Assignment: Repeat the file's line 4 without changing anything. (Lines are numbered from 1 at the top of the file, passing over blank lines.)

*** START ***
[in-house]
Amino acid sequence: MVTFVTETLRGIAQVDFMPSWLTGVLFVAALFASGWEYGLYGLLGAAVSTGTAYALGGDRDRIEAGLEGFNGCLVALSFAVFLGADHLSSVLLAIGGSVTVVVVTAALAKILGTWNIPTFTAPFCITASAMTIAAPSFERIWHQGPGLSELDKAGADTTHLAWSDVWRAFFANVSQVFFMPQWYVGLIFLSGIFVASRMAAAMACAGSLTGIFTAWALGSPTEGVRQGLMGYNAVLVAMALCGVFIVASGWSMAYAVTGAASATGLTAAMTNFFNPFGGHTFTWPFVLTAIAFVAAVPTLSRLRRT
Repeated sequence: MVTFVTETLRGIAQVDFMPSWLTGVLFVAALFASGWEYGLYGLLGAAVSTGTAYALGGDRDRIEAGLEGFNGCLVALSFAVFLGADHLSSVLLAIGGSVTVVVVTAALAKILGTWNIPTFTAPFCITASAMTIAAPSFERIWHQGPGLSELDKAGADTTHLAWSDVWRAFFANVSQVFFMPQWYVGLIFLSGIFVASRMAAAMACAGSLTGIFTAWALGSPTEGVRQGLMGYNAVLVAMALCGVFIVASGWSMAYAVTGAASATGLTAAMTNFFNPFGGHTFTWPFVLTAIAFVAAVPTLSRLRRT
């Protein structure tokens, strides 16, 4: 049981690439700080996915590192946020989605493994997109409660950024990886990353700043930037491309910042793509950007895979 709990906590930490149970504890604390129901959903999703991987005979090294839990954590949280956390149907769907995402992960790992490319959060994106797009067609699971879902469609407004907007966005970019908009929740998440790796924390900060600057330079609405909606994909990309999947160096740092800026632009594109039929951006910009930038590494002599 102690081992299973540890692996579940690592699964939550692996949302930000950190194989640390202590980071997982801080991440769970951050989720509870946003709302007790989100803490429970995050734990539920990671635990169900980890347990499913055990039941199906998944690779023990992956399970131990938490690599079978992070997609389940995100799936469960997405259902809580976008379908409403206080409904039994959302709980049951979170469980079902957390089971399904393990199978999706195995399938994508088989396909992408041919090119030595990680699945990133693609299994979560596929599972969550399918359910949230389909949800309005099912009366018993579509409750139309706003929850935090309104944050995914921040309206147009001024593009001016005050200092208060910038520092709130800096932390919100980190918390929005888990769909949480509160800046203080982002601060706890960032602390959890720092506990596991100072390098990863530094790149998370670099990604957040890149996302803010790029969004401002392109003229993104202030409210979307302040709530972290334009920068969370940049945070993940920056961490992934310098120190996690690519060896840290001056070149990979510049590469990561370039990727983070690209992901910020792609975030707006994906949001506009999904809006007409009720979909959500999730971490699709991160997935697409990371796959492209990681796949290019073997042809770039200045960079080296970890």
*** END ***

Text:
């Protein structure tokens, strides 16, 4: 049981690439700080996915590192946020989605493994997109409660950024990886990353700043930037491309910042793509950007895979 709990906590930490149970504890604390129901959903999703991987005979090294839990954590949280956390149907769907995402992960790992490319959060994106797009067609699971879902469609407004907007966005970019908009929740998440790796924390900060600057330079609405909606994909990309999947160096740092800026632009594109039929951006910009930038590494002599 102690081992299973540890692996579940690592699964939550692996949302930000950190194989640390202590980071997982801080991440769970951050989720509870946003709302007790989100803490429970995050734990539920990671635990169900980890347990499913055990039941199906998944690779023990992956399970131990938490690599079978992070997609389940995100799936469960997405259902809580976008379908409403206080409904039994959302709980049951979170469980079902957390089971399904393990199978999706195995399938994508088989396909992408041919090119030595990680699945990133693609299994979560596929599972969550399918359910949230389909949800309005099912009366018993579509409750139309706003929850935090309104944050995914921040309206147009001024593009001016005050200092208060910038520092709130800096932390919100980190918390929005888990769909949480509160800046203080982002601060706890960032602390959890720092506990596991100072390098990863530094790149998370670099990604957040890149996302803010790029969004401002392109003229993104202030409210979307302040709530972290334009920068969370940049945070993940920056961490992934310098120190996690690519060896840290001056070149990979510049590469990561370039990727983070690209992901910020792609975030707006994906949001506009999904809006007409009720979909959500999730971490699709991160997935697409990371796959492209990681796949290019073997042809770039200045960079080296970890």